And They Called It Camelot – by Stephanie Marie Thornton – independent book review – Historical Fiction (U.S.)

Though I have read historical fiction throughout my life, this is the first time I’ve read a book detailing events I lived through. I think this makes me a bit more critical than I normally am of books with stories I did not witness. I also was fascinated by the Kennedys for many years, have read a lot about them, and likely know more about them than many reading AND THEY CALLED IT CAMELOT. So, that too influences my review. I gave it three stars on Goodreads.

Overall, author Stephanie Marie Thornton gives a believable (first person) voice to the mythic Jacqueline (Jackie) Kennedy Onassis — particularly as the book relates to her relationship with the former President John F. Kennedy. His good looks, charisma, intelligence, energy, and appeal to women were portrayed well, which made Jackie’s love understandable. Her hurt and reaction to JFK’s serial infidelities also felt plausible. As did her experience witnessing his assasination. Obviously, these events are richly documented and there are many historical resources to draw on.

Jacqueline Kennedy (1961)
Photo from Wikipedia

It was the later relationships Jackie had where her character seemed more one-dimensional to me. Her devotion to and reliance on JFK’s brother Bobby felt mostly honest, but, according to the author, was deliberately ambiguous. But her marriage to Aristotle Onassis was only superficially handled. And her children, Caroline and John Jr. played only small roles in the telling of Jackie’s story, though her commitment to them was central to who she was. Her successful career as a book editor was barely touched upon. As was her multi-year relationship with Maurice Tempelsman. Of course, these are years that are less well-documented than Jackie’s years as First Lady.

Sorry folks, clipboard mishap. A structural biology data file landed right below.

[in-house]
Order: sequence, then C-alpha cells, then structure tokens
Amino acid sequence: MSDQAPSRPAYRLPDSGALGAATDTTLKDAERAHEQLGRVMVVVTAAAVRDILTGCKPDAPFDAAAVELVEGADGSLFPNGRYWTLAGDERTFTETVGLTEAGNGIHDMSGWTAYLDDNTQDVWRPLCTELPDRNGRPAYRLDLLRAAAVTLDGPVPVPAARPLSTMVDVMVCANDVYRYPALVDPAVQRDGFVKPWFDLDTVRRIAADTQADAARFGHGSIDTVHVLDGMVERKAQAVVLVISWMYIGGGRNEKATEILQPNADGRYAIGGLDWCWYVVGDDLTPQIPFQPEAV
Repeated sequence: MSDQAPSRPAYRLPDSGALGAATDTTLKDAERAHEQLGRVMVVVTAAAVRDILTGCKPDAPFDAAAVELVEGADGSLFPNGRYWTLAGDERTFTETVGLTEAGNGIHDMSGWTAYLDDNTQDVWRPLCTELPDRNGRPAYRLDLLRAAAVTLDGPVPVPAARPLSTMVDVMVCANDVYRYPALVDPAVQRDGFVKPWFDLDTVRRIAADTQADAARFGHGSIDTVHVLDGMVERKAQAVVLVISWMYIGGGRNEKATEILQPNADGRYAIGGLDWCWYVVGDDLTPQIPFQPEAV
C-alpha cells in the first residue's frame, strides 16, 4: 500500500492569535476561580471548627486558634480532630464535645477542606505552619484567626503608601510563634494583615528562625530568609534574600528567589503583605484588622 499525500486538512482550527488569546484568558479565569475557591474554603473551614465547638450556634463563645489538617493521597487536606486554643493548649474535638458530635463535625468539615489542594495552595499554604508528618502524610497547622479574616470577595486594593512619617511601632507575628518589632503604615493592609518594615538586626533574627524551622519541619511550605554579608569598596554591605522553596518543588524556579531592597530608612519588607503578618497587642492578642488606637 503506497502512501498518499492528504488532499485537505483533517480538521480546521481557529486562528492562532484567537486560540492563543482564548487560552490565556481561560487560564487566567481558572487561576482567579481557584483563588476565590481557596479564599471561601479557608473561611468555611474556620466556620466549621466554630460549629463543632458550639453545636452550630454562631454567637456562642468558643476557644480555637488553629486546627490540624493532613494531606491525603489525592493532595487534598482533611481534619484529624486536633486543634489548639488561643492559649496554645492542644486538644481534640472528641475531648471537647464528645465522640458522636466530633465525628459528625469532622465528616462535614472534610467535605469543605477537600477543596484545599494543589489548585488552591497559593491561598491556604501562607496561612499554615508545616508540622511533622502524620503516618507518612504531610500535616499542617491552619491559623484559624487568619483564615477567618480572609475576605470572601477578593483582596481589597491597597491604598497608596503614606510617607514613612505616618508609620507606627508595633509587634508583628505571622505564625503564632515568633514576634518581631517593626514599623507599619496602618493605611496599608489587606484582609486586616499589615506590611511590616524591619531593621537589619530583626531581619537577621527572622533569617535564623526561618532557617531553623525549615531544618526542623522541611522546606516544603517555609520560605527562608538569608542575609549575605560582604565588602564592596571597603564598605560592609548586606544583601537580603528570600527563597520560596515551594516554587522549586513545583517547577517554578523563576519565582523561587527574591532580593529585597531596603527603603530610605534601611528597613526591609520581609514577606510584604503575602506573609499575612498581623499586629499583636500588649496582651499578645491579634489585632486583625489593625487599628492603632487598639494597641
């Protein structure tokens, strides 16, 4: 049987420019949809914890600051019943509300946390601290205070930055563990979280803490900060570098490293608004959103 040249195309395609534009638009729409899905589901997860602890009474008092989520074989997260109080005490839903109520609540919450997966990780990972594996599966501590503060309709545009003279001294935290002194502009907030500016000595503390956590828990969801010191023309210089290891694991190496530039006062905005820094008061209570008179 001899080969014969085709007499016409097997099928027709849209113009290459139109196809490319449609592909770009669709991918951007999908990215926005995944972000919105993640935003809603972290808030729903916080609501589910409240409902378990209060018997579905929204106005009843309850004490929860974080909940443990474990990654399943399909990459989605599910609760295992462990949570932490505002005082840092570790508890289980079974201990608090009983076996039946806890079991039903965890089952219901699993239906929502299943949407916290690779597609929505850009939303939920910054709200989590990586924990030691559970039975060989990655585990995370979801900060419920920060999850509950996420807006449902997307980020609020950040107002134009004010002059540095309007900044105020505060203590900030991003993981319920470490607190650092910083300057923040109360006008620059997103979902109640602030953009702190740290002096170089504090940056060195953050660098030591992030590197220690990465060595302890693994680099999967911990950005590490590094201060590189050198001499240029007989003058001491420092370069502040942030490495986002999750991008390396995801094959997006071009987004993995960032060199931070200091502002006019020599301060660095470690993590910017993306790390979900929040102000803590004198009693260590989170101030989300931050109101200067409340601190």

Author Stephanie Marie Thornton
(Photo from her Website)

The book ends at the peak of her professional life in New York City, and I understand that decision (not to cover her illness and death) but it hit me as a bit abrupt when I was reading, probably because I knew what was coming.

I certainly recommend the book, especially for those who share my interest in history and/or the Kennedys.

More about the author, Stephanie Marie Thornton.


  1. Hm… sounds very disappointing. The one about her and Maria Callas by Gill Paul was so off the mark about both women, I DNF it. Oh well… maybe some day someone will write good historical fiction books about these women.


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